Binary protograph codes are state-of-the-art codes over the binary field Galois Field GF(2). These codes were invented by JPL in 2003 and proposed to CCSDS (Consultative Committee for Space Data Systems) recently as a channel-coding standard for space communications. It is expected that the proposed codes for non-binary signaling such as M-PSK (M-ary phase-shift keying), M-QAM (multi-level quadrature amplitude modulation), and PPM (pulse position modulation) will have better performance. The predicted advantage is based on gap to capacity, larger minimum distance based on GV bound, and larger girth in their graph representation for improved iterative decoding performance. Similar to Reed-Solomon codes (RS is a non-binary code but cannot be soft-decoded using BP (Belief Propagation), these codes will outperform the binary protograph codes on burst error and burst era-sure channels.

Obtaining non-binary codes combined with non-binary modulation that can operate at very low threshold close to the theoretical channel capacity thresholds is very desirable for many applications for high-data-rate transmission over a given allocated bandwidth and quantum limited optical channels. The goal is to design such a non-binary coded modulation system for a given throughput with the lowest possible signal-to-noise ratio for not only an additive White Gaussian noise channel, but also for other types of channel models used in wireless communications, satellite communications, and optical communications.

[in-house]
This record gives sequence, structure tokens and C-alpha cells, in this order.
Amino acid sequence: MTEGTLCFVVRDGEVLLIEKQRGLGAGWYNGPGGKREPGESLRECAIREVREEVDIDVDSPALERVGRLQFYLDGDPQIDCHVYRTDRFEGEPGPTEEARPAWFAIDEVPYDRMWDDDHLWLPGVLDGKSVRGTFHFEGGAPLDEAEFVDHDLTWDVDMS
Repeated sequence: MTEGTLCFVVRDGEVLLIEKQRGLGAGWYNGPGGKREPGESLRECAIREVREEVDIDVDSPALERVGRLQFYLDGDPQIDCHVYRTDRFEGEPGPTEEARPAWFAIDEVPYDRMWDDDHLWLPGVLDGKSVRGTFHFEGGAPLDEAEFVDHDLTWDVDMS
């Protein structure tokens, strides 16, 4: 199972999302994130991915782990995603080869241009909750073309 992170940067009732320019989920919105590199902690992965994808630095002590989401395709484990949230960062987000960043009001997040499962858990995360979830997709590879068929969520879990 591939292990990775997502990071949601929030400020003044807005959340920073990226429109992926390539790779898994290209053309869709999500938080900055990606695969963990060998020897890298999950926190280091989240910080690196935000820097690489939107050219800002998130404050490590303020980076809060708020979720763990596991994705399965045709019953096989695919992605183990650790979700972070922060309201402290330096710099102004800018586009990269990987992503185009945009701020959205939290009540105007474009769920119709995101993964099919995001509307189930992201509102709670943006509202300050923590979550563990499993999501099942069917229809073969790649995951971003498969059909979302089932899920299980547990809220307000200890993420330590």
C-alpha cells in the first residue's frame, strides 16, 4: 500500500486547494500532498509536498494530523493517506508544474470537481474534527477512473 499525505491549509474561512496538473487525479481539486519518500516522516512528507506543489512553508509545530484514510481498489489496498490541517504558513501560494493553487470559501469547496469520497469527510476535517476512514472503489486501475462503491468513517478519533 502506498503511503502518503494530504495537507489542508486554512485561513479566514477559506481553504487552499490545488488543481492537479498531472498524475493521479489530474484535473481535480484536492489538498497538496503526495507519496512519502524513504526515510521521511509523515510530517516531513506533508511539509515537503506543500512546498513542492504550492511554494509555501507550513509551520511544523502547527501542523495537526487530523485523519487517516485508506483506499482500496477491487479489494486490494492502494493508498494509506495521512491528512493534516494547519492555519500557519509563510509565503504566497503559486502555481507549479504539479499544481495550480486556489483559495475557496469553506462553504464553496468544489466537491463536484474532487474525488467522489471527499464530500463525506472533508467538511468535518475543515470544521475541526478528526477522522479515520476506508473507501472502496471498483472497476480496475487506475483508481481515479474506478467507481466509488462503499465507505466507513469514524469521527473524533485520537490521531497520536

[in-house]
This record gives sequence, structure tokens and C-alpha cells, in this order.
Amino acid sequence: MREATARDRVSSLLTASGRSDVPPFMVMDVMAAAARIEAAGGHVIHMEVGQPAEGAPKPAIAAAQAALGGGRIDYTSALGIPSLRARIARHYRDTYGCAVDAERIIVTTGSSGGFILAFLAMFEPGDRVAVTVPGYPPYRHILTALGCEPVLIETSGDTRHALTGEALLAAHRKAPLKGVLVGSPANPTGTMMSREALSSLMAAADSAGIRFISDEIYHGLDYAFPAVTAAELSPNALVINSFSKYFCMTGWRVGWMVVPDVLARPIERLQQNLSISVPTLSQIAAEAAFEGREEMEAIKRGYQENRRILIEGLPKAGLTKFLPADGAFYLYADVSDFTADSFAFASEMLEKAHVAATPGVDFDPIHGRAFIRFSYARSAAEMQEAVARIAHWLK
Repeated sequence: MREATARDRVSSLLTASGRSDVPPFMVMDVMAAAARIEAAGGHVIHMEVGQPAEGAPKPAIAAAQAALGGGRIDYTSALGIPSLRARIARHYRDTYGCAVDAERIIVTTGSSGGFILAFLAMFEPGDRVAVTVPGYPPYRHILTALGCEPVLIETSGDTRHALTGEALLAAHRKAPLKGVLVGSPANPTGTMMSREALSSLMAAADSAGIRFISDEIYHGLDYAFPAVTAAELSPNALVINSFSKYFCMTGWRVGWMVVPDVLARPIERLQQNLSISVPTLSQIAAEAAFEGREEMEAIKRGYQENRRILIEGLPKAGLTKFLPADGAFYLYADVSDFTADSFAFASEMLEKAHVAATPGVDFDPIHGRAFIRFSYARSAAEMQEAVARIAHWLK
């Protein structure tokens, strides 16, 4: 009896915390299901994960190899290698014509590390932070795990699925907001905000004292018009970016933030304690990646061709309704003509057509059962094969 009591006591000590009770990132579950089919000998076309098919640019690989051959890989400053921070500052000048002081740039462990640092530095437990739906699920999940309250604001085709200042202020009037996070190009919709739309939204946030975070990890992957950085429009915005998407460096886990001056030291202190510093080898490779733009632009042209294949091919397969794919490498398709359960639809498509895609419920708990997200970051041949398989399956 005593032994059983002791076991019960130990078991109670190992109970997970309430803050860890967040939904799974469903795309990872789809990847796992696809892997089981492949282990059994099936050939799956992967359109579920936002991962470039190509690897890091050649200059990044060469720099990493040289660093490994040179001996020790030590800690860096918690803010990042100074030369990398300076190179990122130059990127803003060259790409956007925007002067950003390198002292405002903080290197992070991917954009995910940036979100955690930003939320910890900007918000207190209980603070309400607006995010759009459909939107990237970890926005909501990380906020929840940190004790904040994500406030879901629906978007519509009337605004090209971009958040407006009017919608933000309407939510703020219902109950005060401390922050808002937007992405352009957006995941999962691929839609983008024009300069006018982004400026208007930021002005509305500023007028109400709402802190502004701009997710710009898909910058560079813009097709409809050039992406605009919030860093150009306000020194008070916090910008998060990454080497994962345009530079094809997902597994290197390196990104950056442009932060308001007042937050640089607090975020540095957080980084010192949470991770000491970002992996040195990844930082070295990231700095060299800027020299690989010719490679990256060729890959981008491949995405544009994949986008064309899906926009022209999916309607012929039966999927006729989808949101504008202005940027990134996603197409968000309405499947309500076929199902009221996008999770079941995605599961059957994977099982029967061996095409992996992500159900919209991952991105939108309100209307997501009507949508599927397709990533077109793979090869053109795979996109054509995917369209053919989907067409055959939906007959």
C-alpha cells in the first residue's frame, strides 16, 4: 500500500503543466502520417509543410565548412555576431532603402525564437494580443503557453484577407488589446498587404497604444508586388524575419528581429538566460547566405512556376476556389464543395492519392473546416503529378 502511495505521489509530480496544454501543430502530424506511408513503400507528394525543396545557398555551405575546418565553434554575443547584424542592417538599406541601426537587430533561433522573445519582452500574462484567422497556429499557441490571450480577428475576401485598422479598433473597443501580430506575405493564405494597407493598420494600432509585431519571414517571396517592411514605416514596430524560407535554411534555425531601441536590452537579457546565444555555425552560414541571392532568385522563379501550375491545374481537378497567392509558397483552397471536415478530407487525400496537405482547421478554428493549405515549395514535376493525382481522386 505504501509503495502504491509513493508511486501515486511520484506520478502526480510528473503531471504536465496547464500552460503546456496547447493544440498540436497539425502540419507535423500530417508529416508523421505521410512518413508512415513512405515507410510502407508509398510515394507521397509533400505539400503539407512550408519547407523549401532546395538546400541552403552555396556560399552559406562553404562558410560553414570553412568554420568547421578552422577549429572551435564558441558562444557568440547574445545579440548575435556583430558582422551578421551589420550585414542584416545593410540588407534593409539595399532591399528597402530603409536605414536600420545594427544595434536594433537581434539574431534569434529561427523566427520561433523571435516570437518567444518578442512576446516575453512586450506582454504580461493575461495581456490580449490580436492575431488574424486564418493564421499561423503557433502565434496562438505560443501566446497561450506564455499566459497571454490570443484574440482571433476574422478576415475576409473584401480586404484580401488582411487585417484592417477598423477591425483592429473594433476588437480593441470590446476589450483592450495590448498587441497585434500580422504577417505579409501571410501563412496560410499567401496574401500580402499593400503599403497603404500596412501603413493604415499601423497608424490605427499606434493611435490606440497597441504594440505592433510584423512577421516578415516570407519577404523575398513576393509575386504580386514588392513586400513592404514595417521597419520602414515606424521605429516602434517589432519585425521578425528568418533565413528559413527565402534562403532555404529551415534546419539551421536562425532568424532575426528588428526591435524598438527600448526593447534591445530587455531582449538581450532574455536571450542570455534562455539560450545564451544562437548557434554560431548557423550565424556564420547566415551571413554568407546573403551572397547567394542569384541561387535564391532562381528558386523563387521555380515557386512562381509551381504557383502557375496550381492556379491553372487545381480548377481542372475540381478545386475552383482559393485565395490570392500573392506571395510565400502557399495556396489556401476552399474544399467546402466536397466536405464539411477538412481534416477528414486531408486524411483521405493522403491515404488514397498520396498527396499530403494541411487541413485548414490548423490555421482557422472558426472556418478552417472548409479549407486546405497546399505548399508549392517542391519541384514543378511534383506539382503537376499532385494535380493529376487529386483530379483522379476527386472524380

One of the most popular codes to be used for such applications is the low-density parity-check (LDPC) code, and one of the most promising recent methods of designing LDPC codes is via so-called protographs. Protograph methods allow the design of LDPC codes that are modular, easy to encode, and have excellent performance.

A protograph-based design advances the state of the art in the ensemble design of structured non-binary LDPC codes. A protograph is a Tanner graph of a relatively small size used to generate larger graphs of various sizes. The construction of protograph-based codes is based on applying “copy-and-permute” operations on the constituent protographs. In this work, the generalized version of PEXIT analysis called non-binary PEXIT (NB-PEXIT) is introduced. Here, a protograph-based design of LDPC code ensembles with near-capacity thresholds in Galois fields of different sizes is proposed. Using this new proposed tool, protograph-based non-binary codes with the lowest thresholds for various non-binary modulations schemes were discovered.

This work was done by Dariush Divsalar of Caltech, and Lara Dolecek and Ben-Yue Chang of UCLA for NASA’s Jet Propulsion Laboratory. For more information, contact This email address is being protected from spambots. You need JavaScript enabled to view it.. NPO-48361

NASA Tech Briefs Magazine

This article first appeared in the February, 2015 issue of NASA Tech Briefs Magazine.

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